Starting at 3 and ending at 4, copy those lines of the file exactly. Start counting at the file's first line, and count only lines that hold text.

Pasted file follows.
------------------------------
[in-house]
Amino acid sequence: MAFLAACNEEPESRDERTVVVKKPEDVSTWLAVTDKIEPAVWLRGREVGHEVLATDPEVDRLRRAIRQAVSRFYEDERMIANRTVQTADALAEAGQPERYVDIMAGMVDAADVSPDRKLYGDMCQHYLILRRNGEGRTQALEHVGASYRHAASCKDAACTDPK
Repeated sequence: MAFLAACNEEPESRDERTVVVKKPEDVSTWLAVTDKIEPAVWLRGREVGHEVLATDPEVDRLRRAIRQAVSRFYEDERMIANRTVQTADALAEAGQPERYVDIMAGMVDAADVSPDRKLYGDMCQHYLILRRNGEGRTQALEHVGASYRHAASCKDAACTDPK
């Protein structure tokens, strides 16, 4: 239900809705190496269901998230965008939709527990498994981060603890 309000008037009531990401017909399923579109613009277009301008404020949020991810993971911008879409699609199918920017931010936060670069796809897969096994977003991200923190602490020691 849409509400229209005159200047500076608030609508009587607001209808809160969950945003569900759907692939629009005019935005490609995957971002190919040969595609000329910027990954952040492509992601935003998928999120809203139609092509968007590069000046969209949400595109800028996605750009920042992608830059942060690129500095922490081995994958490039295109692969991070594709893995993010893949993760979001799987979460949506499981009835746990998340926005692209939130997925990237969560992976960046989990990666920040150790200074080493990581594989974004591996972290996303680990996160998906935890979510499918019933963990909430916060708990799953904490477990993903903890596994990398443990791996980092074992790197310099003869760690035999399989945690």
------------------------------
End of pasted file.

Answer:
Repeated sequence: MAFLAACNEEPESRDERTVVVKKPEDVSTWLAVTDKIEPAVWLRGREVGHEVLATDPEVDRLRRAIRQAVSRFYEDERMIANRTVQTADALAEAGQPERYVDIMAGMVDAADVSPDRKLYGDMCQHYLILRRNGEGRTQALEHVGASYRHAASCKDAACTDPK
């Protein structure tokens, strides 16, 4: 239900809705190496269901998230965008939709527990498994981060603890 309000008037009531990401017909399923579109613009277009301008404020949020991810993971911008879409699609199918920017931010936060670069796809897969096994977003991200923190602490020691 849409509400229209005159200047500076608030609508009587607001209808809160969950945003569900759907692939629009005019935005490609995957971002190919040969595609000329910027990954952040492509992601935003998928999120809203139609092509968007590069000046969209949400595109800028996605750009920042992608830059942060690129500095922490081995994958490039295109692969991070594709893995993010893949993760979001799987979460949506499981009835746990998340926005692209939130997925990237969560992976960046989990990666920040150790200074080493990581594989974004591996972290996303680990996160998906935890979510499918019933963990909430916060708990799953904490477990993903903890596994990398443990791996980092074992790197310099003869760690035999399989945690």